Religion in Japan: what is Shinto and its practices

Have you ever seen the iconic gateway that seems to be floating on water? That’s the famous Torii of Itsukushima island (or Miyajima), in the southwestern part of Japan. A Torii is the archway to access a Shinto shrine. It’s well known that in Japan people often practice Shinto as well as Buddhism or another religion. In fact, there are around 100,000 public Shinto shrines in Japan, and over 75,000 Buddhist temples.

But can we consider Shinto as Japan’s main religion? When was it introduced to Japan? And what are Shinto practices?

Keep reading to find out these answers and much more about Shinto festivals.

What is Shinto?

Shinto originated in Japan and it is often regarded as Japan’s indigenous religion. It involves the worship of several gods called kami, 神. They are supernatural entities, formless and invisible,  believed to inhabit all things. They can be mountains, rivers, natural forces, including disasters like earthquakes or plagues . This is why it’s considered a natural religion. 

But is it a “religion” as we intend it?

In fact, there is no central authority in control of Shinto nor a sacred text. Also, significant diversity among practitioners exists. There are no compulsory religious services (as compared to Christian weekly services). People can visit shrines at their convenience. But there are beliefs, practices and sacred places common to all.

What are Shinto’s basic beliefs?

One of the most important things about ancient Shinto is believing in the idea that divine and human nature are essentially one thing. This is also the base of today’s Japanese culture: everything is connected.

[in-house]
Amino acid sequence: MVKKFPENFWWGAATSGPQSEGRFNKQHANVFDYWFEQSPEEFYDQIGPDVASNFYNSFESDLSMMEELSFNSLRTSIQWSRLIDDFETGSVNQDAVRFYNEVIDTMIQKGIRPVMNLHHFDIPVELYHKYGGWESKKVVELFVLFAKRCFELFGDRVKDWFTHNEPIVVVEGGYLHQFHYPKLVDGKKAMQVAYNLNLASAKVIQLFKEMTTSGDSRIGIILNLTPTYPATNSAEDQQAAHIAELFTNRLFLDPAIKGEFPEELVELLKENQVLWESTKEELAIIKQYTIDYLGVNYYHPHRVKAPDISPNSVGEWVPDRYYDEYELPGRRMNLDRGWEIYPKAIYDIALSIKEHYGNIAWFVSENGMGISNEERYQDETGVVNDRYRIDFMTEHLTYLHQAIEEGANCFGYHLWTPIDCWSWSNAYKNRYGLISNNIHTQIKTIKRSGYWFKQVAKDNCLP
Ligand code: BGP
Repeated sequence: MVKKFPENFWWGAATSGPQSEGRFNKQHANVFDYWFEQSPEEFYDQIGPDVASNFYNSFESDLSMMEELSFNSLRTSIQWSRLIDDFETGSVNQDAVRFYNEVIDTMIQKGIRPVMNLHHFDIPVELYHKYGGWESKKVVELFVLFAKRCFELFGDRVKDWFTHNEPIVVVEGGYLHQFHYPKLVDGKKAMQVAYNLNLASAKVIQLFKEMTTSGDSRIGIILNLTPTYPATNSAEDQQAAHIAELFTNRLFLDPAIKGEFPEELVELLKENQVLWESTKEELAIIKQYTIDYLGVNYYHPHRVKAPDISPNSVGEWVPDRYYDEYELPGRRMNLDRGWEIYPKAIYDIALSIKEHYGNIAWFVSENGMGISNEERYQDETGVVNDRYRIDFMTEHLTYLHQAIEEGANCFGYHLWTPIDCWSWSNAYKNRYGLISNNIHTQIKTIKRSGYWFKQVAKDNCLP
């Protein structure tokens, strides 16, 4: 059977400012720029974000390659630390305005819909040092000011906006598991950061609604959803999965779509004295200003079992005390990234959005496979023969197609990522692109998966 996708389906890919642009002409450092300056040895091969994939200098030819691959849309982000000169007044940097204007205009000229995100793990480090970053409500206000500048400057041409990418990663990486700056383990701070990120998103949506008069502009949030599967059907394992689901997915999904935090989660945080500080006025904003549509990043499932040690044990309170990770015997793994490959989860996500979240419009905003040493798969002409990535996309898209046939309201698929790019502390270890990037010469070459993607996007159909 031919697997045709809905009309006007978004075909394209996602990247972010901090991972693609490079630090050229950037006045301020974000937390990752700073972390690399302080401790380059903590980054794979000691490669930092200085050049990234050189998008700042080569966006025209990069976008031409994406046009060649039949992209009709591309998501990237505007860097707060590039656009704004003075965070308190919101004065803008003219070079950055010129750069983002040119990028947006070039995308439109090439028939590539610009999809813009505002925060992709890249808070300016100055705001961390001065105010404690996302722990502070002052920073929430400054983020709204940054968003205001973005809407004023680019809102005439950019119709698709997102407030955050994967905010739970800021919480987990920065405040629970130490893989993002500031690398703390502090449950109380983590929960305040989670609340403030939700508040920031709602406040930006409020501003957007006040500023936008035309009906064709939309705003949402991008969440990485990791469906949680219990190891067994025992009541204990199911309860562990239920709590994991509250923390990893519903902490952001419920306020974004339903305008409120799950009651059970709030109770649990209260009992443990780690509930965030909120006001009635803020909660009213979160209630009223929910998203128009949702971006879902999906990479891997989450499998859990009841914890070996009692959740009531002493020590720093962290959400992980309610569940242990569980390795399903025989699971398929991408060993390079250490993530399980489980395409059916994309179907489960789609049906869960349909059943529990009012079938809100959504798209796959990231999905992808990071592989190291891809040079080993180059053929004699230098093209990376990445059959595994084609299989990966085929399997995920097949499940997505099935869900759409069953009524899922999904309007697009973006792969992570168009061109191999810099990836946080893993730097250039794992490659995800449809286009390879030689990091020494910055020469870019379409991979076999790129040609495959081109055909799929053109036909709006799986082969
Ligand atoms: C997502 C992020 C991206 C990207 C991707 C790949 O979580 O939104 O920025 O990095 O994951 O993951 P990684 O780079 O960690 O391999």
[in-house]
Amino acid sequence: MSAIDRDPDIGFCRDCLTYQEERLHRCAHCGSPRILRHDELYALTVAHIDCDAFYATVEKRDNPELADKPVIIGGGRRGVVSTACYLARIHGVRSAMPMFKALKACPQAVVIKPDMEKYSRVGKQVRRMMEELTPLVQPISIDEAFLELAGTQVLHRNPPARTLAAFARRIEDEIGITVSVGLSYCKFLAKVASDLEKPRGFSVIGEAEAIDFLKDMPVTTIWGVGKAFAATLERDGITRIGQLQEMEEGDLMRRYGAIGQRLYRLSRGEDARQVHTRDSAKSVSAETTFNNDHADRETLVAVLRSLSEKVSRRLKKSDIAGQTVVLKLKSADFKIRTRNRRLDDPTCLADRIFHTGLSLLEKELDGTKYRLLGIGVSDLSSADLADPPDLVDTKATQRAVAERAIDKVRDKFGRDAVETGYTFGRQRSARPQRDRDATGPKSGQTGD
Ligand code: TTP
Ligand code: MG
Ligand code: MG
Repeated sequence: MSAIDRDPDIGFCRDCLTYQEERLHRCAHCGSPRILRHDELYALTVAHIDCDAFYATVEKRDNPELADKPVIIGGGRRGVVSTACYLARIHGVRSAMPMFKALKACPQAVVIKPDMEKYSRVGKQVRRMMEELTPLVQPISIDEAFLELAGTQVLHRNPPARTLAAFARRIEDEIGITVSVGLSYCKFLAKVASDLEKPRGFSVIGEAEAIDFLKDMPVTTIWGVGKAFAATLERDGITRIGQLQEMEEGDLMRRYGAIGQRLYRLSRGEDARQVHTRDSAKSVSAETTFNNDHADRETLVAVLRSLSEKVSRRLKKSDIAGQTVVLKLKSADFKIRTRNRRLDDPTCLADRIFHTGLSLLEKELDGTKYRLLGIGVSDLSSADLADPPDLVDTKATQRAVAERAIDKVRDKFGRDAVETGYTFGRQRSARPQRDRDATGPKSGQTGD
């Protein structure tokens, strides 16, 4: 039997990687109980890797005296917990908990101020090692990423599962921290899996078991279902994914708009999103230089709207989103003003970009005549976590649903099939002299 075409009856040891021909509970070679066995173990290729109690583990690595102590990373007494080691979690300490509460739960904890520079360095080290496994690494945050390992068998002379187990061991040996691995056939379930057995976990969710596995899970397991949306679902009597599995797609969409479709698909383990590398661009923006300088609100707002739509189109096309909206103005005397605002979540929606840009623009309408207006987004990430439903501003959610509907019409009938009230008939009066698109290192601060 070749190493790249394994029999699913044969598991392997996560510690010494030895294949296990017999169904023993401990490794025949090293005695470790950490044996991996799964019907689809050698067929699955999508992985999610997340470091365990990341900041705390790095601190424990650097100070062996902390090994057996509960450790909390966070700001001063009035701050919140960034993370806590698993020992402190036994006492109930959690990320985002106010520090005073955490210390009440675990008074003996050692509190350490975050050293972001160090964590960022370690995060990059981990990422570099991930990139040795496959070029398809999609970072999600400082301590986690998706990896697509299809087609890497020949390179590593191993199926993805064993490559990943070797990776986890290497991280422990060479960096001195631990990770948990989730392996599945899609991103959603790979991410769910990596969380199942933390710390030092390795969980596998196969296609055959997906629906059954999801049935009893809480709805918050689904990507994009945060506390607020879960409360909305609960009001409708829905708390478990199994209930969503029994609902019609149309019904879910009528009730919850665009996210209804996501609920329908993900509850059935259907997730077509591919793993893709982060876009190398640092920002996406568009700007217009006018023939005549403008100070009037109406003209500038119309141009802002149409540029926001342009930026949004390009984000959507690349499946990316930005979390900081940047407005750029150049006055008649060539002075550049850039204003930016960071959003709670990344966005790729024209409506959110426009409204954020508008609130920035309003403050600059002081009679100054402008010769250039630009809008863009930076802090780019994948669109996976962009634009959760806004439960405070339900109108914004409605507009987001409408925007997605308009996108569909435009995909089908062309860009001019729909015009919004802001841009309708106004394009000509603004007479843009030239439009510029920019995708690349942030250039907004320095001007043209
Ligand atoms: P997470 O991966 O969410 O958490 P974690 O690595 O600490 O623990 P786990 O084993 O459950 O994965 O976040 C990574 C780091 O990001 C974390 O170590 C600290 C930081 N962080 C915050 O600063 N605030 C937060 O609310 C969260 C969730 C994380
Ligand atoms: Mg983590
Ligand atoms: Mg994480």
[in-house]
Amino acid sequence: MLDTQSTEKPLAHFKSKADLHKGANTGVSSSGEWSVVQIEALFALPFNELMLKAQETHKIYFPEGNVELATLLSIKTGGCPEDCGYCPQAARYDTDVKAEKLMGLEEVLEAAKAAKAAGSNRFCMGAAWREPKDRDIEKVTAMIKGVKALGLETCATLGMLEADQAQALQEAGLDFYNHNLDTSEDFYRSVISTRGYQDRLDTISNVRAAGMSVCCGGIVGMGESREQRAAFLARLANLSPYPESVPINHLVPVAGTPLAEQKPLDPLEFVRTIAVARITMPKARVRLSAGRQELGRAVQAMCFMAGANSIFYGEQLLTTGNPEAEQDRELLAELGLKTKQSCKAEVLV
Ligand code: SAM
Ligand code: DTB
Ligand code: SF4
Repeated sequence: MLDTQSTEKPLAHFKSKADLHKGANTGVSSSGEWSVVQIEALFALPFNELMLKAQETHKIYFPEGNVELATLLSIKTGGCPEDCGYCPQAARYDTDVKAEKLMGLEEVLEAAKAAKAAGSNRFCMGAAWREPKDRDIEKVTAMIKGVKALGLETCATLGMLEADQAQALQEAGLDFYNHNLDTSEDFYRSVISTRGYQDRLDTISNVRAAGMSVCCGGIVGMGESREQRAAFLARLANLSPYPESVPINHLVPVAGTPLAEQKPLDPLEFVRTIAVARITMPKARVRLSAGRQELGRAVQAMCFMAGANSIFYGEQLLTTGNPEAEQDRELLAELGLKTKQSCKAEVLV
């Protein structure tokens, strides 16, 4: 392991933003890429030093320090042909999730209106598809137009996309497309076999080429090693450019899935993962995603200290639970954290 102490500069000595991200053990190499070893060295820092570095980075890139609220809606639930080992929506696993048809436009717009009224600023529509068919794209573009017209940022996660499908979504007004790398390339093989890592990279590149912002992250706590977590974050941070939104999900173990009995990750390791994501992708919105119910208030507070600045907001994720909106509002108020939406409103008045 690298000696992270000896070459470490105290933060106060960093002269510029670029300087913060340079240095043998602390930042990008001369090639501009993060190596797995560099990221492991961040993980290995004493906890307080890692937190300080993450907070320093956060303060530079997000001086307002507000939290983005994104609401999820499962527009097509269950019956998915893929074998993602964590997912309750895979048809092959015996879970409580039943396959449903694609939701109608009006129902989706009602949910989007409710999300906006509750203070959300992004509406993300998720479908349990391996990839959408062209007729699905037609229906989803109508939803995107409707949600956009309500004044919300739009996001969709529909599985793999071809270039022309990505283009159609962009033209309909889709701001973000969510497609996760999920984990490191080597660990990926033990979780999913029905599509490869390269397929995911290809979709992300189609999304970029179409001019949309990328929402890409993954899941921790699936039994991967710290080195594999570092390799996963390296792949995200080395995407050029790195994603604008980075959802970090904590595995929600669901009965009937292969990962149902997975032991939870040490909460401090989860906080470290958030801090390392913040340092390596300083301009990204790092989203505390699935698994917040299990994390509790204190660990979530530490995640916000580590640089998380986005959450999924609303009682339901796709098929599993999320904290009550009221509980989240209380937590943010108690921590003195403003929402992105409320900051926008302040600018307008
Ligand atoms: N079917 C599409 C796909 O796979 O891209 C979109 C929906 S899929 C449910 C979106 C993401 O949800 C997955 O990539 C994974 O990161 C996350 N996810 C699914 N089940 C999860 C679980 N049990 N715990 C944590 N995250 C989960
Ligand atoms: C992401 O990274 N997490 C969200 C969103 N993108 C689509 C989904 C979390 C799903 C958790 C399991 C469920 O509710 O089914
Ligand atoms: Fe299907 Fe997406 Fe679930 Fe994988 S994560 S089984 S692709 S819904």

Gods give life to human beings. After death, their souls, purified by rituals, can become kami too. They will become the ancestors who protect their families and their happiness.

Praying for the ancestors’ souls is also an important religious concept. In fact, in Japanese houses, everyone has a Kamidana, 神棚, a miniature household altar. They are generally located on a shelf, in a bright space. Here the family can offer rice, sake, water, and salt, and pray to the kami and the ancestors’ souls.

This idea of connection between living things still resonates deeply with Japanese people. This is what makes them so respectful towards nature and other humans, and helpful to one another.

Who are Shinto gods?

Shinto Gods are called kami, 神. Japanese people usually refer to them with the word kamisama, 神様, which is more respectful. It is often said that eight million kami exist, and Shinto practitioners believe that they are present everywhere.

According to traditional texts, there are different kinds of Kami. They can be amatsukami or kunitsukami. The first ones are anthropomorphic, protagonists of mythological stories and legends. The second ones are the Gods of nature and the earth, who inhabit natural things such as the Sun, a mountain or a river.

Amatsukami 天津神

Izanagi (He Who Bechoked) and Izanami (She Who Beckoned) are the ones who created Japan itself and the human race. Their story can be read in the famous chronicle of myths, the Kojiki (古事記), one of the two ancient texts from the eighth century.

Amaterasu Ōmikami, 天照大神, is the goddess of the Sun. She is one of the major deities of Shinto, daughter of Izanagi and Izanami. She is depicted in the Kojiki as the mythical ancestress of the Japanese imperial house.